By Deisy Buitrago and Mayela Armas
CARACAS (Reuters) – Venezuela’s opposition must abandon hypocrisy and recognize its mistakes if it wants to restart talks with the ruling party, which were suspended in October, National Assembly president Jorge Rodriguez said on Wednesday.
Negotiations in Mexico between Venezuela’s government and opposition politicians ground to a halt late last year after Colombian businessman Alex Saab, an ally of Venezuela’s President Nicolas Maduro, was extradited to the United States to face money laundering charges.
Talks can begin once Alex Saab is released and when control of foreign assets is returned to the government, Rodriguez said at the opening of the ruling party-controlled assembly’s new session.
“Enough with the hypocrisy of dialogue … if you want talks, show respect, if you want talks free Alex Saab, if you want talks return our gold which you stole,” said Rodrigo, who led the government delegation in Mexico.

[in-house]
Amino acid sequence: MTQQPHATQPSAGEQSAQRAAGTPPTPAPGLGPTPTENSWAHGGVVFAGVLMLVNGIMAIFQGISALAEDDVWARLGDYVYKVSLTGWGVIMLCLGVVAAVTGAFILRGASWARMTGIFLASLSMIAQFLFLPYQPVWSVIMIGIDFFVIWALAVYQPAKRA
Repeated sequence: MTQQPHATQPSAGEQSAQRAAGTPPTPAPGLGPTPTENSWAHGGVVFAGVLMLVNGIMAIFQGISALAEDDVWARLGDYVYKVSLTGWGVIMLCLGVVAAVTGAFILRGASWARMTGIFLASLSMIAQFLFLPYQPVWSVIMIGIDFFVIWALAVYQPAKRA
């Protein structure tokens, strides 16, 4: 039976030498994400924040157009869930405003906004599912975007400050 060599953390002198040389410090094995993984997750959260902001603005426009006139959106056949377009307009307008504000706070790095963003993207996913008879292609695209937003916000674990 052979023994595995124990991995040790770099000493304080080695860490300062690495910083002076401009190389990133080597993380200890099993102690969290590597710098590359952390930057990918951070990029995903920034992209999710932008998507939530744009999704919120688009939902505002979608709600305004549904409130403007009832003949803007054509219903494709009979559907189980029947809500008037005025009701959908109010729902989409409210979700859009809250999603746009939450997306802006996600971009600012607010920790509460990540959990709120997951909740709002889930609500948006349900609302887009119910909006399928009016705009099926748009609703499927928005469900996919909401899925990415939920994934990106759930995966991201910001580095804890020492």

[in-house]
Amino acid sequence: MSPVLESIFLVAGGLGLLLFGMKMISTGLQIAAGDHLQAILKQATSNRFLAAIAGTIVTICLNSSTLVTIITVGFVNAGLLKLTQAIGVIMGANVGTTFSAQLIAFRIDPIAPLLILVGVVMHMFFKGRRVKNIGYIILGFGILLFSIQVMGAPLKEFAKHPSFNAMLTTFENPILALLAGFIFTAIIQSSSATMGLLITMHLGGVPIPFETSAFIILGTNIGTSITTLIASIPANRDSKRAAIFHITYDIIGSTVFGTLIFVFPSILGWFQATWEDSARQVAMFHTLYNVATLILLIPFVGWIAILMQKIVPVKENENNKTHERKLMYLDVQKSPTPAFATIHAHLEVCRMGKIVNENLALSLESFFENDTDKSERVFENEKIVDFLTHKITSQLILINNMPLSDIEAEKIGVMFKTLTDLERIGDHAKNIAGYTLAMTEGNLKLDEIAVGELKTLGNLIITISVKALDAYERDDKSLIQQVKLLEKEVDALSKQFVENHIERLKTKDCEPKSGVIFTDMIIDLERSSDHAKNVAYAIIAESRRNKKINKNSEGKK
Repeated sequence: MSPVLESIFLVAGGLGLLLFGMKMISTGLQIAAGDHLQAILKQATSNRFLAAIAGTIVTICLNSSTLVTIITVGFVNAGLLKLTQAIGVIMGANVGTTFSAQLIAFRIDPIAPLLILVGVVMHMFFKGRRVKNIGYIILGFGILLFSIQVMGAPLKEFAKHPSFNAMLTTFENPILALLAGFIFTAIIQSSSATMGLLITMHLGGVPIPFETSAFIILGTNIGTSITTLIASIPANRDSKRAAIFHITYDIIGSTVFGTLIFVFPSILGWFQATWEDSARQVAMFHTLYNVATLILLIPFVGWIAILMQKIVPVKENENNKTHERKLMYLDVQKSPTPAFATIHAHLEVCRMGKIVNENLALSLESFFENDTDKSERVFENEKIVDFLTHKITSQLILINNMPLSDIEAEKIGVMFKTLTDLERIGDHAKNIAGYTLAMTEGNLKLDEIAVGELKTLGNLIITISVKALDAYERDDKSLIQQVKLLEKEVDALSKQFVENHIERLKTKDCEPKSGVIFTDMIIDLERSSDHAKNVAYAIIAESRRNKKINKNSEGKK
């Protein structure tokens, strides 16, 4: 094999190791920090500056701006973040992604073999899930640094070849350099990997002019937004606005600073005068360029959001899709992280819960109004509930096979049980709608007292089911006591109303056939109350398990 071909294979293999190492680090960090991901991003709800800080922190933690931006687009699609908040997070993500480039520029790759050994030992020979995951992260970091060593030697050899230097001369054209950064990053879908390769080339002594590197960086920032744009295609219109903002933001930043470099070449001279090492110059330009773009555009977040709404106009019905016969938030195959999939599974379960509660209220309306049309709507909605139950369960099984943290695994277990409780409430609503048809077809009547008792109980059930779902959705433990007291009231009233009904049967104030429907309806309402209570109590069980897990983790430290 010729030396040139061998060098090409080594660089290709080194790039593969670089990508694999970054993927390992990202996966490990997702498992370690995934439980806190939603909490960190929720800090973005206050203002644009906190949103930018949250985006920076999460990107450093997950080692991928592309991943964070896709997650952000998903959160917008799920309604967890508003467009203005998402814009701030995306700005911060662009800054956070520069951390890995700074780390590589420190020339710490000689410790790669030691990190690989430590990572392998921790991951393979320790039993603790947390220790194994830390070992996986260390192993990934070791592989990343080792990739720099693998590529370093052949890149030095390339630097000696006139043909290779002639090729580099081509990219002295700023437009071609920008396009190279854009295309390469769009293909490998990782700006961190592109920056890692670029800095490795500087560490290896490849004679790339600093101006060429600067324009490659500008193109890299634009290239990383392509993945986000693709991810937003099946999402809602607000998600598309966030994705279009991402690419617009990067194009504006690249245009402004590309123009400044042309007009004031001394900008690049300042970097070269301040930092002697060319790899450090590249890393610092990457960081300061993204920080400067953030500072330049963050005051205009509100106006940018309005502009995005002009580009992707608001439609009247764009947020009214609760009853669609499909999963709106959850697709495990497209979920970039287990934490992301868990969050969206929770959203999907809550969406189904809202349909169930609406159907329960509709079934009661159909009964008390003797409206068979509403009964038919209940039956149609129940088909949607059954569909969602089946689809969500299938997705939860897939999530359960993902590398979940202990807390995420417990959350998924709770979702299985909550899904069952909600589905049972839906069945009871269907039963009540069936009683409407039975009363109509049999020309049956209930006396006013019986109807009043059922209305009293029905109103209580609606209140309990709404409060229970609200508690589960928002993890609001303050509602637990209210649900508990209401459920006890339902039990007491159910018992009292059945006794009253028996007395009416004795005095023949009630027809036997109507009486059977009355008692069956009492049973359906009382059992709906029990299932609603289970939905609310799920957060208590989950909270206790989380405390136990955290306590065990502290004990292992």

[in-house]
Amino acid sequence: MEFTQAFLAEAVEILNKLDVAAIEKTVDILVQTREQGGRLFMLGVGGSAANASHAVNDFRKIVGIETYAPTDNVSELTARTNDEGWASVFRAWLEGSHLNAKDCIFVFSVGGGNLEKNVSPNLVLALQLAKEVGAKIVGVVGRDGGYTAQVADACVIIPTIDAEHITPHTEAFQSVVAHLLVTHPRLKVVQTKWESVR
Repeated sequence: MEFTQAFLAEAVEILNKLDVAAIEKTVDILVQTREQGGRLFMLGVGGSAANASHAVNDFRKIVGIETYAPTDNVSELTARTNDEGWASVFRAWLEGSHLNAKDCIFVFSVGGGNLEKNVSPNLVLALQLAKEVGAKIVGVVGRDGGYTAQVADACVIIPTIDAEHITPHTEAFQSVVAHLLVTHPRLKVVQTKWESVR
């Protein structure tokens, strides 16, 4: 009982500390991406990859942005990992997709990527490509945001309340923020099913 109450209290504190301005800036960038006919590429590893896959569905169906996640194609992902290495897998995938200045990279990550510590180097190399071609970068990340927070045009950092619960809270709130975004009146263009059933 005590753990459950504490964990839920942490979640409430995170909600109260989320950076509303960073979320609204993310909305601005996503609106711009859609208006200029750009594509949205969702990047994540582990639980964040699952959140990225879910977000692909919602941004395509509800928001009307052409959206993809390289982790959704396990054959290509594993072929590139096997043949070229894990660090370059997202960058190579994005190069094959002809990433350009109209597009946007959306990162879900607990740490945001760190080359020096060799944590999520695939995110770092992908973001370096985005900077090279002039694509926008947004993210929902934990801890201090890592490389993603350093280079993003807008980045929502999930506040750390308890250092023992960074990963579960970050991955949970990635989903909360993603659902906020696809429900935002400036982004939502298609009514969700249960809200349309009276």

Earlier on Wednesday, opposition leader Juan Guaido had urged a restart to talks to establish fairness guarantees for voters ahead of the 2024 presidential elections.
“Free and fair elections won’t come alone or for the false words of Jorge Rodriguez,” Guaido said.
The ruling party took control of the National Assembly in elections last year, but Guaido and an opposition commission drawn from those elected to parliament in 2015, who enacted reforms to extend their own mandate, continue to control Venezuela’s assets abroad, such as U.S. oil refiner Citgo and Colombian fertilizer manufacturer, Monomeros.
Maduro this week ordered the National Assembly to investigate the opposition politicians who widened the commission’s mandate. The opposition alleges Maduro’s election in 2018 was fraudulent and he is an illegitimate leader.
The extension was backed by Maduro’s bete noir, the United States, which ramped up sanctions against the government two years ago.
Dozens of western countries originally supported Guaido as Venezuela’s leader, but since 2021 legislative elections a number of countries and the European Union back him only as a leading opposition figure.
(Reporting by Deisy Buitrago and Mayela Armas; writing by Oliver Griffin; editing by Richard Pullin)
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